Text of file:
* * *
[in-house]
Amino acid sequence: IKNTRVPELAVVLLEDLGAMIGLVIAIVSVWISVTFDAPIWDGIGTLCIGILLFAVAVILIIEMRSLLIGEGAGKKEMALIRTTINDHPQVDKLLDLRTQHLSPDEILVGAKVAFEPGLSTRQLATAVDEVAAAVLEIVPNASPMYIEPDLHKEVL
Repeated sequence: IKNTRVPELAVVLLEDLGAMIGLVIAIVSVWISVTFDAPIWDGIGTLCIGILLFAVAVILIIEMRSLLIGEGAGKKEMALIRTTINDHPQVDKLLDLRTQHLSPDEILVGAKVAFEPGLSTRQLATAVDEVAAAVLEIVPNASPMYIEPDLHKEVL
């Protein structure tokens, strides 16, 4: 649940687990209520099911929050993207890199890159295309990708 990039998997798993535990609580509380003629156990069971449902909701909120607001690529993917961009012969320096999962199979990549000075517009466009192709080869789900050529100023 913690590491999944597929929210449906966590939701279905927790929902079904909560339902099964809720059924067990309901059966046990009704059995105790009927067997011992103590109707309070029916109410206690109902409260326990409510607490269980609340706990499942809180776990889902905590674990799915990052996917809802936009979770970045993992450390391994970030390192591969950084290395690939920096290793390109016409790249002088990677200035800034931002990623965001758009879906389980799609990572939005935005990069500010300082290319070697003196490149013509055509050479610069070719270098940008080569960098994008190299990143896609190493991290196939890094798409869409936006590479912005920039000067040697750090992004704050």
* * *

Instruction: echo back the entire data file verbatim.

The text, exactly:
[in-house]
Amino acid sequence: IKNTRVPELAVVLLEDLGAMIGLVIAIVSVWISVTFDAPIWDGIGTLCIGILLFAVAVILIIEMRSLLIGEGAGKKEMALIRTTINDHPQVDKLLDLRTQHLSPDEILVGAKVAFEPGLSTRQLATAVDEVAAAVLEIVPNASPMYIEPDLHKEVL
Repeated sequence: IKNTRVPELAVVLLEDLGAMIGLVIAIVSVWISVTFDAPIWDGIGTLCIGILLFAVAVILIIEMRSLLIGEGAGKKEMALIRTTINDHPQVDKLLDLRTQHLSPDEILVGAKVAFEPGLSTRQLATAVDEVAAAVLEIVPNASPMYIEPDLHKEVL
């Protein structure tokens, strides 16, 4: 649940687990209520099911929050993207890199890159295309990708 990039998997798993535990609580509380003629156990069971449902909701909120607001690529993917961009012969320096999962199979990549000075517009466009192709080869789900050529100023 913690590491999944597929929210449906966590939701279905927790929902079904909560339902099964809720059924067990309901059966046990009704059995105790009927067997011992103590109707309070029916109410206690109902409260326990409510607490269980609340706990499942809180776990889902905590674990799915990052996917809802936009979770970045993992450390391994970030390192591969950084290395690939920096290793390109016409790249002088990677200035800034931002990623965001758009879906389980799609990572939005935005990069500010300082290319070697003196490149013509055509050479610069070719270098940008080569960098994008190299990143896609190493991290196939890094798409869409936006590479912005920039000067040697750090992004704050």